Central Africa | Wilson Center

Central Africa

Creating Opportunities for Peace Through Regional Trade in the African Great Lakes Region

The countries of Africa's Great Lakes region are blessed with abundant natural resources. But instead of bringing prosperity to the region's people, trade in minerals, metals, and timber products has fueled devastating conflicts and contributed to the area's widespread poverty.

Minerals, Forests, and Conflict in the Democratic Republic of the Congo

The tremendous forest and mineral wealth of the Democratic Republic of the Congo (DRC) is critical to the country and its people's political, economic, and social future. John Katunga, a DRC national and experienced conflict mediator, explored the interconnections between natural resource wealth and stability at an event co-sponsored by the Wilson Center's Environmental Change and Security Program and Africa Program on October 4, 2006.

Book Launch: The Tenth Parallel: Dispatches from the Fault Line Between Christianity and Islam

The latitudinal tenth parallel — located 700 miles above the equator — constitutes a "faith-based fault line" between Islam and Christianity, said Eliza Griswold at the launch of her latest book, The Tenth Parallel: Dispatches from the Fault Line Between Christianity and Islam at the Wilson Center on September 16, 2010. The former Wilson Center public policy scholar traveled more than 9,000 miles to six countries along the line.

Issue 17: Sharing the Forest: Protecting Gorillas and Helping Families in Uganda

On the outskirts of remote Bwindi Impenetrable National Park in southwestern Uganda, endangered mountain gorillas forage in local gardens that run along the border of the park. Rapid population growth has pushed people to settle near the gorillas' habitat – sometimes leading to conflict. Our innovative community development program, Conservation Through Public Health, seeks to conserve these magnificent animals, and at the same time, improve the quality of life for Ugandans living near Bwindi.

Best of the Beat: Highlights From the First Year

The New Security Beat, ECSP’s blog, was launched in January 2007 to shed light on some of today’s broader security issues, including water scarcity, environmental degradation, and population growth. The posts below are selected highlights from the first year of the New Security Beat, which won a 2008 Global Media Award for Excellence in Population Reporting in the category of “Best Online Commentary.”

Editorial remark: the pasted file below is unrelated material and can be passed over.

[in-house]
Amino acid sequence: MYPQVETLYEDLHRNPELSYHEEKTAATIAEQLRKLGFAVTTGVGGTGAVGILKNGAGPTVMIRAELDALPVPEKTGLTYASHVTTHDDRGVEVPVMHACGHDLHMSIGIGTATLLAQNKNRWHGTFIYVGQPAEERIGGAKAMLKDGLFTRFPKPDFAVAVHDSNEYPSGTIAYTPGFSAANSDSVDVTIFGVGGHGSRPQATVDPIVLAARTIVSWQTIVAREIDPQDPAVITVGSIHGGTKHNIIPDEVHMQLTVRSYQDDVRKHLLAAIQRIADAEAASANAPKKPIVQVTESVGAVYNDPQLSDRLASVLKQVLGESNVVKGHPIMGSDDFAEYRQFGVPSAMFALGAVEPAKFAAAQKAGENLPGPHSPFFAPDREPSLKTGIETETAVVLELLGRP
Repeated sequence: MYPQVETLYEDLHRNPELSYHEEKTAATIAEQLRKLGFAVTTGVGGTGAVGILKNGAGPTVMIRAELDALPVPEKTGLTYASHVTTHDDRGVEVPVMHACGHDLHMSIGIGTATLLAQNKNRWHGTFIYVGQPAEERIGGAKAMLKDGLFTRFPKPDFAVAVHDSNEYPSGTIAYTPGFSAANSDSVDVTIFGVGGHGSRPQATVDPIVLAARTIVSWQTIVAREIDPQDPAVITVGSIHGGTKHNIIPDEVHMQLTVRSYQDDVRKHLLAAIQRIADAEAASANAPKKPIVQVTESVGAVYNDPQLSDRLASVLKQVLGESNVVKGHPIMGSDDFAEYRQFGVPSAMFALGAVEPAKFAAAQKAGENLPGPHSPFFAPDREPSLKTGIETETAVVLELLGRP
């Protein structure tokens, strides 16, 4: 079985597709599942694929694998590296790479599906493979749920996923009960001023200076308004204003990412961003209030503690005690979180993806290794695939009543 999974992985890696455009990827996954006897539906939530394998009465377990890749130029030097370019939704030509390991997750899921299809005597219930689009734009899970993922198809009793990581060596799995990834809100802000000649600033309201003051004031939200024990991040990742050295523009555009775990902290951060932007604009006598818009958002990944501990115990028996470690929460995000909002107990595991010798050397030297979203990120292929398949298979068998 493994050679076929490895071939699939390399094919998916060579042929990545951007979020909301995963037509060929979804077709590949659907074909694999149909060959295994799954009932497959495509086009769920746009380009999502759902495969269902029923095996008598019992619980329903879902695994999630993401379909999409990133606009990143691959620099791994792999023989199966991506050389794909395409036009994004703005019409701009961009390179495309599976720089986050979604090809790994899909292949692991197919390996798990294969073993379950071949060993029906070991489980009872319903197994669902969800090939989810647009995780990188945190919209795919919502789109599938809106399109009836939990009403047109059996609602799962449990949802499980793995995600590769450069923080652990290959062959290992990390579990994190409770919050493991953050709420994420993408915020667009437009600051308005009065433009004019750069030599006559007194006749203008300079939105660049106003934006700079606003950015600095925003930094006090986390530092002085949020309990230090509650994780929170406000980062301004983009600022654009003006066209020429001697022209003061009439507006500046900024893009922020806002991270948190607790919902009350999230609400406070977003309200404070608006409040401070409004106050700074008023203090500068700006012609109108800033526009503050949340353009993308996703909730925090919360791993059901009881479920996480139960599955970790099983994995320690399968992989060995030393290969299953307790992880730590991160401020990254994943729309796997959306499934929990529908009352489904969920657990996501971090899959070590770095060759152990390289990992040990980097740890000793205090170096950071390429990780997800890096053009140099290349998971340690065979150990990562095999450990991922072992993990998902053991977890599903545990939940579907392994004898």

Sustained Development, Democracy, and Peace in Africa

When the Norwegian Nobel Committee honored me with the Nobel Peace Prize in 2004, it intended to send a new and historic message to the world: to rethink peace and security. It wanted to challenge the world to discover the close linkage between good governance, sustainable management of resources, and peace. In managing our resources, we need to realize that they are limited and need to be managed more sustainably, responsibly, and accountably.

Minerals, Forests, and Violent Conflict in the Democratic Republic of the Congo

The Democratic Republic of the Congo (DRC) is emerging from a bloody war that has claimed the lives of nearly 4 million people, the majority of them in the eastern part of the country. In the absence of a strong state, the raging civil wars allowed the rebels, neighboring countries (Burundi, Rwanda, and Uganda), and international players to plunder the country’s unparalleled endowment of valuable minerals, wildlife, and timber.

Conflict and Cooperation: Making the Case for Environmental Pathways to Peacebuilding in the Great Lakes Region

Opportunities for environmental peacemaking in the Great Lakes Region have not yet been isolated, even though there are many examples of cooperation at the national, regional, subregional, and local levels. With its prevalence of conflict and transboundary ecosystems, the Great Lakes Region could be a potential model for a future worldwide initiative in environmental peacemaking.

Water, Conflict, and Cooperation: Lessons From the Nile River Basin (No. 4)

In 1979, Egyptian President Anwar Sadat said: “The only matter that could take Egypt to war again is water.” In 1988 then-Egyptian Foreign Minister Boutros Boutros-Ghali, who later became the United Nations’ Secretary-General, predicted that the next war in the Middle East would be fought over the waters of the Nile, not politics. Rather than accept these frightening predictions, we must examine them within the context of the Nile River basin and the relationships forged among the states that share its waters.

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